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Harry hits stride as punter

Tuesday, September 9, 2008 | 11:18 p.m. CDT; updated 9:56 a.m. CDT, Wednesday, September 10, 2008
Missouri punter Jake Harry chooses a ball to use during practice. Harry initially began his college career at Oregon State but left after his first season there. He attended community college for a year and then came to Mizzou.

COLUMBIA — For Missouri punter Jake Harry, the best strategy is "just keep swimming."

"If you let one thing affect you, you're going to let everything affect you," he said. "It's all about staying focused."

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Harry said a good punter needs to be like the forgetful fish, Dory, from "Finding Nemo." A punter cannot dwell on past mistakes.

"She always forgets the little things, but she never forgets the big things," he said. "She's always happy. As a punter, you've got to find that."

Harry, who transferred to MU last year but did not earn the starting punting position until this season, said being happy is something he is concentrating on more this time around.

"Last year I put a lot of pressure on myself, and I let that pressure get to me," he said. "Now it's just going out there having fun."

The junior from just outside San Diego, Calif., started school at Oregon State University. When he started to feel homesick and realized he did not have a shot against the punter on scholarship, Harry returned home in spring of 2006. He spent a year at Palomar Community College, where he eventually decided to join the football team and averaged 39 yards per punt.

"When I came back from Oregon State, I wasn't sure how I felt about football anymore," Harry said. "I was feeling down, not sure if I wanted to play, but the coach talked me into it. I did pretty well and doors started to open for me."

MU coaches took notice of Harry at a combine in San Antonio and invited him to campus. Harry said he liked the idea of living in a college town like Columbia and the coaches and facilities impressed him.

"I chose Missouri because it fit me the best," Harry said. "I miss the beach, but I'd rather be here playing football."

Even though senior Adam Crossett beat Harry for the starting position last season, Harry said he felt as though he had a chance — something he said he did not have at Oregon State.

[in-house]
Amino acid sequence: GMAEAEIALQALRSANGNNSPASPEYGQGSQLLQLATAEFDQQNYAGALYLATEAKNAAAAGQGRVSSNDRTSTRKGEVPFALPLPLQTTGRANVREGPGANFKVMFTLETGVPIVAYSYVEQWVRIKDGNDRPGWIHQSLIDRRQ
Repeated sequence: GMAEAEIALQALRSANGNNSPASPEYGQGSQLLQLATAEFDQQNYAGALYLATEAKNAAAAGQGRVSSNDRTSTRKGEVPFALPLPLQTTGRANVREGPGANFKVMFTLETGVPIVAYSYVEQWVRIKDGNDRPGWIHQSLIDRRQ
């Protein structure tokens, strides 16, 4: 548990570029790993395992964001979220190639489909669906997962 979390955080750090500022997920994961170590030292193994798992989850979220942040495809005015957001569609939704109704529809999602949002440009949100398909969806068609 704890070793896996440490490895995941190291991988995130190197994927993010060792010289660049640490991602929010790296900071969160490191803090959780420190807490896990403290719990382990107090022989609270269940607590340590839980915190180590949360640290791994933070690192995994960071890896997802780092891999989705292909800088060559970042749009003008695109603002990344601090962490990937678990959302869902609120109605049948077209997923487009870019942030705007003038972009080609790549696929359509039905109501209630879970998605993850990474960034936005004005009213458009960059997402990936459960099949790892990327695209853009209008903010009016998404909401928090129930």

"I wasn't given an opportunity to start out there. They had a guy there on scholarship and it was his position to lose and mine to gain," Harry said. "Here I was given an equal opportunity. It was more fair."

But Harry struggled with consistency and did not enter any games last year. This season without Crossett, who joined the Indianapolis Colts, Harry had to remind coaches why they brought him here. He knew he could not get down on himself if he wanted to grow as a player. Harry said his father helped him mature and develop a different approach to football this time around.

"My dad is my best friend. I talked to him every day," Harry said. "He's not only a physical presence — he taught me how to throw, how to kick — he's also there for me mentally and spiritually."

Countless repetitions and a change in attitude brought Harry to the top of the depth chart. Head coach Gary Pinkel said he has seen a lot of improvement in Harry, but he knows if the offense does its job, Harry never even needs to take a snap.

"If you don't mention his name," Pinkel said, "that means we're going good."

Harry understands the nature of his position and does not have any hard feelings about it.

"The team comes first," Harry said. "Hopefully it doesn't come down to me having to punt all the time. I have no problem being out there, but of course in football it's better if the punter never takes the field.

With two games and seven attempts under his belt at MU, Harry is averaging 43.1 yards per punt. His longest was a 55-yard punt against Southeast Missouri State.

"There's no such thing as perfect," Harry said. "But consistency is the closest thing to it, so we're working on that."

Part of that includes staying in the zone while on the sidelines.

"I try not to get too into the game," Harry said. "Last year I became more of a spectator, but this year I know what I have to do."

 


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